Throughout the buildup to the mid-term elections, it appeared that Michigan was poised to become the first state in the Midwest and the 10th state nationwide to legalize recreational marijuana. Petition efforts landed recreational marijuana legalization on the ballot for the upcoming November elections. And momentum accelerated for state cannabis advocates when Michigan lawmakers failed to pass legislation regarding recreational cannabis, because that meant legalization would be squarely in the hands of the voters.
But according to a new poll, that might not be as great for Michigan’s pro-marijuana camp as previously thought. Pollsters at Target-Insyght quested 800 voters statewide to see whether voters were for or against the ballot measure. In surprising news, 47 percent said they would vote against the ballot measure while 43 percent would vote for it.
The results are within the margin of error for polling, meaning this isn’t a clear indication which way voters will go in November. But the poll matters because it shows that Michigan voters might be more split on cannabis issues than prior reports and polls demonstrated.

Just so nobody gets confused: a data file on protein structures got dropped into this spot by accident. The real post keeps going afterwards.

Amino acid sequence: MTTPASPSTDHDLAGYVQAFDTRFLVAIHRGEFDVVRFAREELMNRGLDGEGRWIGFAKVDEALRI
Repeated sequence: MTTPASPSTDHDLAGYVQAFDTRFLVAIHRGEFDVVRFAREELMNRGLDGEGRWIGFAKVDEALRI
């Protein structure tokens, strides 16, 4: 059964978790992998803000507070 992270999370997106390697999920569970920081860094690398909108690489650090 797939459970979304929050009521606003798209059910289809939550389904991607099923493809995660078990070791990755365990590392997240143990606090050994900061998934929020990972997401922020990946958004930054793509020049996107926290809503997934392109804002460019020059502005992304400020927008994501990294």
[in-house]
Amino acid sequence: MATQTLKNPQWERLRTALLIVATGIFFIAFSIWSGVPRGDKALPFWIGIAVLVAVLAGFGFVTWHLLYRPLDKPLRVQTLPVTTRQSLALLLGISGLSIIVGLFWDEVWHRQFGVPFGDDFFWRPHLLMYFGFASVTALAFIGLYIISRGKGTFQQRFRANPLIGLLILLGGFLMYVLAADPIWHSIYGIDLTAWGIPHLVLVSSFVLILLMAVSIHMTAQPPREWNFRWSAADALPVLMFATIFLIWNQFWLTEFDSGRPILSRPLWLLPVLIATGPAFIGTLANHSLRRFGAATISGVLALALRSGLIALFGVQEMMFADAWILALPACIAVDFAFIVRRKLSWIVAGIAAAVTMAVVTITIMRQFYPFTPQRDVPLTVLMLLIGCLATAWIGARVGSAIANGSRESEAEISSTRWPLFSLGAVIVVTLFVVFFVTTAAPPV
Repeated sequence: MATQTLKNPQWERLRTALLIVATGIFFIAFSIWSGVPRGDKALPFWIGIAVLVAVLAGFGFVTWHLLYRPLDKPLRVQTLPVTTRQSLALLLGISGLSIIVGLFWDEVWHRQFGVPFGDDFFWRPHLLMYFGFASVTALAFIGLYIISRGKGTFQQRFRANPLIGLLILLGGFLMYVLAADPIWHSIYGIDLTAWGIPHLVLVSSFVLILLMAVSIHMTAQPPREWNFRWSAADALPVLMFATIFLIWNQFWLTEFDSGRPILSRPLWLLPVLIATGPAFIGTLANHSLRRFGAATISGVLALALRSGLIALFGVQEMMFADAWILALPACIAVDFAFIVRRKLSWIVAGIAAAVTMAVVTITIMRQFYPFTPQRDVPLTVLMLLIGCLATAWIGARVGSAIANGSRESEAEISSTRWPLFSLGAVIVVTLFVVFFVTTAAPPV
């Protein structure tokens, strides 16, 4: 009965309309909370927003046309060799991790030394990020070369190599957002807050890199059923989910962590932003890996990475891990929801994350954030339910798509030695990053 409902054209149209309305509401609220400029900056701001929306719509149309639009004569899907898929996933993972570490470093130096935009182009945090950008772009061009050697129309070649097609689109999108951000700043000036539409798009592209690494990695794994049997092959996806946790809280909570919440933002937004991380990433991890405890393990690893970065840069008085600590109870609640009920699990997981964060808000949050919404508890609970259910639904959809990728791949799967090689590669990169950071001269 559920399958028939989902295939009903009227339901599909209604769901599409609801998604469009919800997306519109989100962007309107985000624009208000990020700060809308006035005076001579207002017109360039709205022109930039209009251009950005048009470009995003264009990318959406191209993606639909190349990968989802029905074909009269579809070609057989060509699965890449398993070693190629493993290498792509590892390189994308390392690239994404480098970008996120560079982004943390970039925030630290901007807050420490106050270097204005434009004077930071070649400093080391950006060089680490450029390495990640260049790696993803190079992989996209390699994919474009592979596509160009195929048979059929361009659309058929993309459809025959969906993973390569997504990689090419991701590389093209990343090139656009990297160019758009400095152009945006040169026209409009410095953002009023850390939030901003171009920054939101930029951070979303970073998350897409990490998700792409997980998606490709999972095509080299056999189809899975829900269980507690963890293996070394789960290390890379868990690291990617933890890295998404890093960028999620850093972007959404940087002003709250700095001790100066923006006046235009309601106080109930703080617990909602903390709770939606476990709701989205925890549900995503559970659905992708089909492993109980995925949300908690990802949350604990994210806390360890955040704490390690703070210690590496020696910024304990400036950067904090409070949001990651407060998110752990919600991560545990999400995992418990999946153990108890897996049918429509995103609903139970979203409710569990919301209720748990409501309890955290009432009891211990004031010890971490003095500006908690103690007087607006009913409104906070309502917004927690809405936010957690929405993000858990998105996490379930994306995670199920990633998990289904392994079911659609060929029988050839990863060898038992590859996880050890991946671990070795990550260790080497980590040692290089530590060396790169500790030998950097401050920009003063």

However, it’s no surprise that Scott Greene, the president of the anti-legalization group Healthy and Productive Michigan, has promoted the poll’s findings.
“These results are not surprising,” Greene said in a statement. “The marijuana industry interests have consistently pushed a façade of support and inevitability.”
A key component to recreational marijuana legalization revolves around voter turnout amongst Democrats and youth — two demographics more in favor of cannabis. In fact, a potential “blue wave” that would occur if those groups showed up on Election Day to legalize cannabis was why state Republicans were potentially going to legalize marijuana on their own.
The initiative that voters will see in November will allow them to possess up to 2.5 ounces of cannabis or 15 grams of concentrates. The state would also allow residents to grow 12 plants at a time.